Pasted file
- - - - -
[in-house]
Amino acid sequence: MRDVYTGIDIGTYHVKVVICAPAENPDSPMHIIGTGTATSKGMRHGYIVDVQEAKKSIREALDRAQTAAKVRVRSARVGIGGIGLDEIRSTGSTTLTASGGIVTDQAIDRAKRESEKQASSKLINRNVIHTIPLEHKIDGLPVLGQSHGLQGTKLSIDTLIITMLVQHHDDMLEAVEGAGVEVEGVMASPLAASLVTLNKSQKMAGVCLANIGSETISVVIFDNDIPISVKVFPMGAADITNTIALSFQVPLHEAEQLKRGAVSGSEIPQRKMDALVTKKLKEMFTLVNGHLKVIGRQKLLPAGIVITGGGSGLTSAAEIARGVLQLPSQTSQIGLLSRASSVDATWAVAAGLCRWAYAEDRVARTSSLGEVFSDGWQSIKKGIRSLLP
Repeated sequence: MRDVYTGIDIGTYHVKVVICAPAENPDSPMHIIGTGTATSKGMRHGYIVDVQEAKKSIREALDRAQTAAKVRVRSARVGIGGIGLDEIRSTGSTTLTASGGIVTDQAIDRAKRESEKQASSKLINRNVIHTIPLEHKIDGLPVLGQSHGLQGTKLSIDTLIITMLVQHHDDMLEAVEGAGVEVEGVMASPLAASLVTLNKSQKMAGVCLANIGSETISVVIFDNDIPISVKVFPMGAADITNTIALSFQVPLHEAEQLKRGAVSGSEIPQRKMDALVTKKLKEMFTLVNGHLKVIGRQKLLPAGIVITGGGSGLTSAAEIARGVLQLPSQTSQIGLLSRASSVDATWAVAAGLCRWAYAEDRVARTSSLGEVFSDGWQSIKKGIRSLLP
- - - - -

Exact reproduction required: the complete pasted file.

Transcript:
[in-house]
Amino acid sequence: MRDVYTGIDIGTYHVKVVICAPAENPDSPMHIIGTGTATSKGMRHGYIVDVQEAKKSIREALDRAQTAAKVRVRSARVGIGGIGLDEIRSTGSTTLTASGGIVTDQAIDRAKRESEKQASSKLINRNVIHTIPLEHKIDGLPVLGQSHGLQGTKLSIDTLIITMLVQHHDDMLEAVEGAGVEVEGVMASPLAASLVTLNKSQKMAGVCLANIGSETISVVIFDNDIPISVKVFPMGAADITNTIALSFQVPLHEAEQLKRGAVSGSEIPQRKMDALVTKKLKEMFTLVNGHLKVIGRQKLLPAGIVITGGGSGLTSAAEIARGVLQLPSQTSQIGLLSRASSVDATWAVAAGLCRWAYAEDRVARTSSLGEVFSDGWQSIKKGIRSLLP
Repeated sequence: MRDVYTGIDIGTYHVKVVICAPAENPDSPMHIIGTGTATSKGMRHGYIVDVQEAKKSIREALDRAQTAAKVRVRSARVGIGGIGLDEIRSTGSTTLTASGGIVTDQAIDRAKRESEKQASSKLINRNVIHTIPLEHKIDGLPVLGQSHGLQGTKLSIDTLIITMLVQHHDDMLEAVEGAGVEVEGVMASPLAASLVTLNKSQKMAGVCLANIGSETISVVIFDNDIPISVKVFPMGAADITNTIALSFQVPLHEAEQLKRGAVSGSEIPQRKMDALVTKKLKEMFTLVNGHLKVIGRQKLLPAGIVITGGGSGLTSAAEIARGVLQLPSQTSQIGLLSRASSVDATWAVAAGLCRWAYAEDRVARTSSLGEVFSDGWQSIKKGIRSLLP